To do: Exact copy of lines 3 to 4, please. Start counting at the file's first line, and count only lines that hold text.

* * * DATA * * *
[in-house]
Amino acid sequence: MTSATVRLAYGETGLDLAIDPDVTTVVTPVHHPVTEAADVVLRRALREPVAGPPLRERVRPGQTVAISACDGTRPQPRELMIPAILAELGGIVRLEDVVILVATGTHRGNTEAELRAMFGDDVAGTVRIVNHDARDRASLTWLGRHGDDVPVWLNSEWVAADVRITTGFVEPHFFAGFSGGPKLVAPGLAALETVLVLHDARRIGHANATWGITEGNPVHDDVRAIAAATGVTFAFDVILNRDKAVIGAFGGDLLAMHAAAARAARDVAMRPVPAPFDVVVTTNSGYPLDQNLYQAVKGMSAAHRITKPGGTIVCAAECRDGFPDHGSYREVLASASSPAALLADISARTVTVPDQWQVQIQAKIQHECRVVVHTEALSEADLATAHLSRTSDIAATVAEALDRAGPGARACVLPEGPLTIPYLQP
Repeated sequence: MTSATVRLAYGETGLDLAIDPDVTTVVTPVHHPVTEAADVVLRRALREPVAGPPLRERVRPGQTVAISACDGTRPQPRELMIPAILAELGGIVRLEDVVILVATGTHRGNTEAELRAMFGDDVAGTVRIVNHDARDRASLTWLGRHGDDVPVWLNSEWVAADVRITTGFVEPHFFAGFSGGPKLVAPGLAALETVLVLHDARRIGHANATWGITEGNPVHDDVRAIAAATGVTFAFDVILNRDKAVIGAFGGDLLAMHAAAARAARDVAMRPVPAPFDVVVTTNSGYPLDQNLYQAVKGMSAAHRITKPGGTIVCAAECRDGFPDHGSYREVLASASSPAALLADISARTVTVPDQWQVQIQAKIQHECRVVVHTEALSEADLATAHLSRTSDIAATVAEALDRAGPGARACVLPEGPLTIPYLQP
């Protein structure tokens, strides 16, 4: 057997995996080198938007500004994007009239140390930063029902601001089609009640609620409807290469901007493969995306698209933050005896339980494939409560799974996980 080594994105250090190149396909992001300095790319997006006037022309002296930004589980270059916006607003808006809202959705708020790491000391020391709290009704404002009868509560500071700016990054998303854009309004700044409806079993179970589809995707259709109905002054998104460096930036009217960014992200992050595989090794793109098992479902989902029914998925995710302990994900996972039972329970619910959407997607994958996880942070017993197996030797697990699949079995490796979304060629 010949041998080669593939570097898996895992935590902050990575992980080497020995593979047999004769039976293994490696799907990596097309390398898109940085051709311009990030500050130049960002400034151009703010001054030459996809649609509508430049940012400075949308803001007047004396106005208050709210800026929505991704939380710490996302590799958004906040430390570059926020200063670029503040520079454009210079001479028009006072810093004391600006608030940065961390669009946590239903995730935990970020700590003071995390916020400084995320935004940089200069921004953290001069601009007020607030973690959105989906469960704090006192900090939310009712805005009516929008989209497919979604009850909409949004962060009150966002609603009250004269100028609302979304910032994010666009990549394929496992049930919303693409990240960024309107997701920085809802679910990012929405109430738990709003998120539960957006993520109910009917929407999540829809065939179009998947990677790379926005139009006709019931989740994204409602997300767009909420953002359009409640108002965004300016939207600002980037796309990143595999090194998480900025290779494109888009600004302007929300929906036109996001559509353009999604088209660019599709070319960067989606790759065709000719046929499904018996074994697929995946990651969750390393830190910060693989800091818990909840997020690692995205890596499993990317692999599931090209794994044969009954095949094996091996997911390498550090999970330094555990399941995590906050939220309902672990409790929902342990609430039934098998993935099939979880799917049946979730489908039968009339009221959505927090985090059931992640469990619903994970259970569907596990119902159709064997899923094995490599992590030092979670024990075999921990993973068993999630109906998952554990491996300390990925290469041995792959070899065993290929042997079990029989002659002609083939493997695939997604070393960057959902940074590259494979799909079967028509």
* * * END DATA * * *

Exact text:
Repeated sequence: MTSATVRLAYGETGLDLAIDPDVTTVVTPVHHPVTEAADVVLRRALREPVAGPPLRERVRPGQTVAISACDGTRPQPRELMIPAILAELGGIVRLEDVVILVATGTHRGNTEAELRAMFGDDVAGTVRIVNHDARDRASLTWLGRHGDDVPVWLNSEWVAADVRITTGFVEPHFFAGFSGGPKLVAPGLAALETVLVLHDARRIGHANATWGITEGNPVHDDVRAIAAATGVTFAFDVILNRDKAVIGAFGGDLLAMHAAAARAARDVAMRPVPAPFDVVVTTNSGYPLDQNLYQAVKGMSAAHRITKPGGTIVCAAECRDGFPDHGSYREVLASASSPAALLADISARTVTVPDQWQVQIQAKIQHECRVVVHTEALSEADLATAHLSRTSDIAATVAEALDRAGPGARACVLPEGPLTIPYLQP
């Protein structure tokens, strides 16, 4: 057997995996080198938007500004994007009239140390930063029902601001089609009640609620409807290469901007493969995306698209933050005896339980494939409560799974996980 080594994105250090190149396909992001300095790319997006006037022309002296930004589980270059916006607003808006809202959705708020790491000391020391709290009704404002009868509560500071700016990054998303854009309004700044409806079993179970589809995707259709109905002054998104460096930036009217960014992200992050595989090794793109098992479902989902029914998925995710302990994900996972039972329970619910959407997607994958996880942070017993197996030797697990699949079995490796979304060629 010949041998080669593939570097898996895992935590902050990575992980080497020995593979047999004769039976293994490696799907990596097309390398898109940085051709311009990030500050130049960002400034151009703010001054030459996809649609509508430049940012400075949308803001007047004396106005208050709210800026929505991704939380710490996302590799958004906040430390570059926020200063670029503040520079454009210079001479028009006072810093004391600006608030940065961390669009946590239903995730935990970020700590003071995390916020400084995320935004940089200069921004953290001069601009007020607030973690959105989906469960704090006192900090939310009712805005009516929008989209497919979604009850909409949004962060009150966002609603009250004269100028609302979304910032994010666009990549394929496992049930919303693409990240960024309107997701920085809802679910990012929405109430738990709003998120539960957006993520109910009917929407999540829809065939179009998947990677790379926005139009006709019931989740994204409602997300767009909420953002359009409640108002965004300016939207600002980037796309990143595999090194998480900025290779494109888009600004302007929300929906036109996001559509353009999604088209660019599709070319960067989606790759065709000719046929499904018996074994697929995946990651969750390393830190910060693989800091818990909840997020690692995205890596499993990317692999599931090209794994044969009954095949094996091996997911390498550090999970330094555990399941995590906050939220309902672990409790929902342990609430039934098998993935099939979880799917049946979730489908039968009339009221959505927090985090059931992640469990619903994970259970569907596990119902159709064997899923094995490599992590030092979670024990075999921990993973068993999630109906998952554990491996300390990925290469041995792959070899065993290929042997079990029989002659002609083939493997695939997604070393960057959902940074590259494979799909079967028509």